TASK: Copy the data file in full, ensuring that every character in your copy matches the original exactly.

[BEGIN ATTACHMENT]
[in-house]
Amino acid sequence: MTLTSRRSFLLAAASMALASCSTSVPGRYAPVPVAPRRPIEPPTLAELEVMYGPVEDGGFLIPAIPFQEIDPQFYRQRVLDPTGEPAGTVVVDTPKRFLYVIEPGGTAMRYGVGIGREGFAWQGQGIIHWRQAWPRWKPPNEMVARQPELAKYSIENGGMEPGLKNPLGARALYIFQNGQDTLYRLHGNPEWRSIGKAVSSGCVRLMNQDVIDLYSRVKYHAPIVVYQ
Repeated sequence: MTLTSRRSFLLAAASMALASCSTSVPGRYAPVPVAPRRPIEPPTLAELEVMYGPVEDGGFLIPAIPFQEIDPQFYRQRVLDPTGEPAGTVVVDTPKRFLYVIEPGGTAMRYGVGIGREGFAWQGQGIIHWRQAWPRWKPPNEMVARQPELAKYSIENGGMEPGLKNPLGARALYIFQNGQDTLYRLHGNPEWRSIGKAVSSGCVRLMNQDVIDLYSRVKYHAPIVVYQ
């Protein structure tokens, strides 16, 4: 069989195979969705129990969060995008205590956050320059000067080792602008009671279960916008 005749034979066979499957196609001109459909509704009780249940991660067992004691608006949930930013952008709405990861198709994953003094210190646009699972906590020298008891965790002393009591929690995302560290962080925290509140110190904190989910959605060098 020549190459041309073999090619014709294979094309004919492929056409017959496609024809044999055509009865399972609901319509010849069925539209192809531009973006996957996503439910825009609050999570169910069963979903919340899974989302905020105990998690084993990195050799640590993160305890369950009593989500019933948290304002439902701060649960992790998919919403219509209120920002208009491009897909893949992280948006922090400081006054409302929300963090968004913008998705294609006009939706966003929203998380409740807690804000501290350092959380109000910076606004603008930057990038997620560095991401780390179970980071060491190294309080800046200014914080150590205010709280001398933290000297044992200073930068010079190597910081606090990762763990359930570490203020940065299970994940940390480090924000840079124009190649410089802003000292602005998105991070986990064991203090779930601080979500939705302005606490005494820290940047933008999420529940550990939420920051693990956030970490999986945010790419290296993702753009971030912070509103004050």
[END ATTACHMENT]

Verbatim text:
[in-house]
Amino acid sequence: MTLTSRRSFLLAAASMALASCSTSVPGRYAPVPVAPRRPIEPPTLAELEVMYGPVEDGGFLIPAIPFQEIDPQFYRQRVLDPTGEPAGTVVVDTPKRFLYVIEPGGTAMRYGVGIGREGFAWQGQGIIHWRQAWPRWKPPNEMVARQPELAKYSIENGGMEPGLKNPLGARALYIFQNGQDTLYRLHGNPEWRSIGKAVSSGCVRLMNQDVIDLYSRVKYHAPIVVYQ
Repeated sequence: MTLTSRRSFLLAAASMALASCSTSVPGRYAPVPVAPRRPIEPPTLAELEVMYGPVEDGGFLIPAIPFQEIDPQFYRQRVLDPTGEPAGTVVVDTPKRFLYVIEPGGTAMRYGVGIGREGFAWQGQGIIHWRQAWPRWKPPNEMVARQPELAKYSIENGGMEPGLKNPLGARALYIFQNGQDTLYRLHGNPEWRSIGKAVSSGCVRLMNQDVIDLYSRVKYHAPIVVYQ
């Protein structure tokens, strides 16, 4: 069989195979969705129990969060995008205590956050320059000067080792602008009671279960916008 005749034979066979499957196609001109459909509704009780249940991660067992004691608006949930930013952008709405990861198709994953003094210190646009699972906590020298008891965790002393009591929690995302560290962080925290509140110190904190989910959605060098 020549190459041309073999090619014709294979094309004919492929056409017959496609024809044999055509009865399972609901319509010849069925539209192809531009973006996957996503439910825009609050999570169910069963979903919340899974989302905020105990998690084993990195050799640590993160305890369950009593989500019933948290304002439902701060649960992790998919919403219509209120920002208009491009897909893949992280948006922090400081006054409302929300963090968004913008998705294609006009939706966003929203998380409740807690804000501290350092959380109000910076606004603008930057990038997620560095991401780390179970980071060491190294309080800046200014914080150590205010709280001398933290000297044992200073930068010079190597910081606090990762763990359930570490203020940065299970994940940390480090924000840079124009190649410089802003000292602005998105991070986990064991203090779930601080979500939705302005606490005494820290940047933008999420529940550990939420920051693990956030970490999986945010790419290296993702753009971030912070509103004050």